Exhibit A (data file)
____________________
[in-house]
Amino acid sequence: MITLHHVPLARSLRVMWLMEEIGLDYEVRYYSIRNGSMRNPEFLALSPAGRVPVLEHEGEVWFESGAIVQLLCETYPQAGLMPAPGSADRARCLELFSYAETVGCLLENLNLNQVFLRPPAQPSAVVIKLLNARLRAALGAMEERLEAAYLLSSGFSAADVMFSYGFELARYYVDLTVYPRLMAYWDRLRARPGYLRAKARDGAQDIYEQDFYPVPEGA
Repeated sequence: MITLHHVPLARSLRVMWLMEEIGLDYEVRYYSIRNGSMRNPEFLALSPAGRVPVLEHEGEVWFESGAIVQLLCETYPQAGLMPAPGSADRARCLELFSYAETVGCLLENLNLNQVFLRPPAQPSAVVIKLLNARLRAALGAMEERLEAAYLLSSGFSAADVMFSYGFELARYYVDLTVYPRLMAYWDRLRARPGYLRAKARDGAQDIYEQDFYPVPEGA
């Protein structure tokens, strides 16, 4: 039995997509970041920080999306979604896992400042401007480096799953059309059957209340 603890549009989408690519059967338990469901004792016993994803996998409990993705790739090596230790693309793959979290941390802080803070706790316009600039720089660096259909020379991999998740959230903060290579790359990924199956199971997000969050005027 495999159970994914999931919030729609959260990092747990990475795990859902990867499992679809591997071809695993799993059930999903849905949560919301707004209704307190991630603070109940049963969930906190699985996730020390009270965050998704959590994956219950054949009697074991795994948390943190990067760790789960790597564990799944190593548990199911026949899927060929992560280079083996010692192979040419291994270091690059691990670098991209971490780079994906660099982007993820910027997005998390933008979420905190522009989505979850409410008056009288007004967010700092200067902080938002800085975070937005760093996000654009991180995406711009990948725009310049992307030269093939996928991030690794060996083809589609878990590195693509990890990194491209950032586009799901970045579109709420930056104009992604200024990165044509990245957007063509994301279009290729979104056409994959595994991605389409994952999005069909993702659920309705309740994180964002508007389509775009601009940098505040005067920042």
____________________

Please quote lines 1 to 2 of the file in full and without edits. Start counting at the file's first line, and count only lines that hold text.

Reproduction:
[in-house]
Amino acid sequence: MITLHHVPLARSLRVMWLMEEIGLDYEVRYYSIRNGSMRNPEFLALSPAGRVPVLEHEGEVWFESGAIVQLLCETYPQAGLMPAPGSADRARCLELFSYAETVGCLLENLNLNQVFLRPPAQPSAVVIKLLNARLRAALGAMEERLEAAYLLSSGFSAADVMFSYGFELARYYVDLTVYPRLMAYWDRLRARPGYLRAKARDGAQDIYEQDFYPVPEGA